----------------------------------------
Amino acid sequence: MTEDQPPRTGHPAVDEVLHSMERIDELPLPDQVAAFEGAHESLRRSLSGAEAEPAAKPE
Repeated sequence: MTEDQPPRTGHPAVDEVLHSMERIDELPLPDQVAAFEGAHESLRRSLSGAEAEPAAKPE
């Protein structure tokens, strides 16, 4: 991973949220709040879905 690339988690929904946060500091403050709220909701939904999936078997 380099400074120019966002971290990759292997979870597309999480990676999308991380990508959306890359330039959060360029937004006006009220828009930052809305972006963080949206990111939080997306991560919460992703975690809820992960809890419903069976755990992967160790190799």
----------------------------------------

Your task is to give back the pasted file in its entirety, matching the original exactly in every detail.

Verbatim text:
Amino acid sequence: MTEDQPPRTGHPAVDEVLHSMERIDELPLPDQVAAFEGAHESLRRSLSGAEAEPAAKPE
Repeated sequence: MTEDQPPRTGHPAVDEVLHSMERIDELPLPDQVAAFEGAHESLRRSLSGAEAEPAAKPE
């Protein structure tokens, strides 16, 4: 991973949220709040879905 690339988690929904946060500091403050709220909701939904999936078997 380099400074120019966002971290990759292997979870597309999480990676999308991380990508959306890359330039959060360029937004006006009220828009930052809305972006963080949206990111939080997306991560919460992703975690809820992960809890419903069976755990992967160790190799």